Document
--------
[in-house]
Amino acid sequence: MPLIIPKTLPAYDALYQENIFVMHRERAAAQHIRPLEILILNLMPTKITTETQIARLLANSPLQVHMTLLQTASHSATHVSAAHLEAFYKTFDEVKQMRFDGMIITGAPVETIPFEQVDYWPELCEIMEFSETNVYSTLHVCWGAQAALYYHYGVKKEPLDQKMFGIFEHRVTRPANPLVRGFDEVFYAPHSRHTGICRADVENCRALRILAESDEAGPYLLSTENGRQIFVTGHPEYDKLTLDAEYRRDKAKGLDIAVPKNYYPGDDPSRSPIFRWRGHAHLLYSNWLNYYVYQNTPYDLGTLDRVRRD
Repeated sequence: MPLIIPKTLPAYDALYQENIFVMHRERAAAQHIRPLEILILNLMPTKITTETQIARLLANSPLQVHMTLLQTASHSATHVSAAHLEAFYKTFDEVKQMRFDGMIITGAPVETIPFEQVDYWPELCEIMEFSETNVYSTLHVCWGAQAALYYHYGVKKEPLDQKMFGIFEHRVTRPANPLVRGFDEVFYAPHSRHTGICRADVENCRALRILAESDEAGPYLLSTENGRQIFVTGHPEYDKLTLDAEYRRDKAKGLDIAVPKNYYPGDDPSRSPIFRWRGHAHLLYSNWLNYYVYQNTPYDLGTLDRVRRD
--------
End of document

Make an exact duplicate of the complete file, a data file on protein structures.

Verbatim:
[in-house]
Amino acid sequence: MPLIIPKTLPAYDALYQENIFVMHRERAAAQHIRPLEILILNLMPTKITTETQIARLLANSPLQVHMTLLQTASHSATHVSAAHLEAFYKTFDEVKQMRFDGMIITGAPVETIPFEQVDYWPELCEIMEFSETNVYSTLHVCWGAQAALYYHYGVKKEPLDQKMFGIFEHRVTRPANPLVRGFDEVFYAPHSRHTGICRADVENCRALRILAESDEAGPYLLSTENGRQIFVTGHPEYDKLTLDAEYRRDKAKGLDIAVPKNYYPGDDPSRSPIFRWRGHAHLLYSNWLNYYVYQNTPYDLGTLDRVRRD
Repeated sequence: MPLIIPKTLPAYDALYQENIFVMHRERAAAQHIRPLEILILNLMPTKITTETQIARLLANSPLQVHMTLLQTASHSATHVSAAHLEAFYKTFDEVKQMRFDGMIITGAPVETIPFEQVDYWPELCEIMEFSETNVYSTLHVCWGAQAALYYHYGVKKEPLDQKMFGIFEHRVTRPANPLVRGFDEVFYAPHSRHTGICRADVENCRALRILAESDEAGPYLLSTENGRQIFVTGHPEYDKLTLDAEYRRDKAKGLDIAVPKNYYPGDDPSRSPIFRWRGHAHLLYSNWLNYYVYQNTPYDLGTLDRVRRD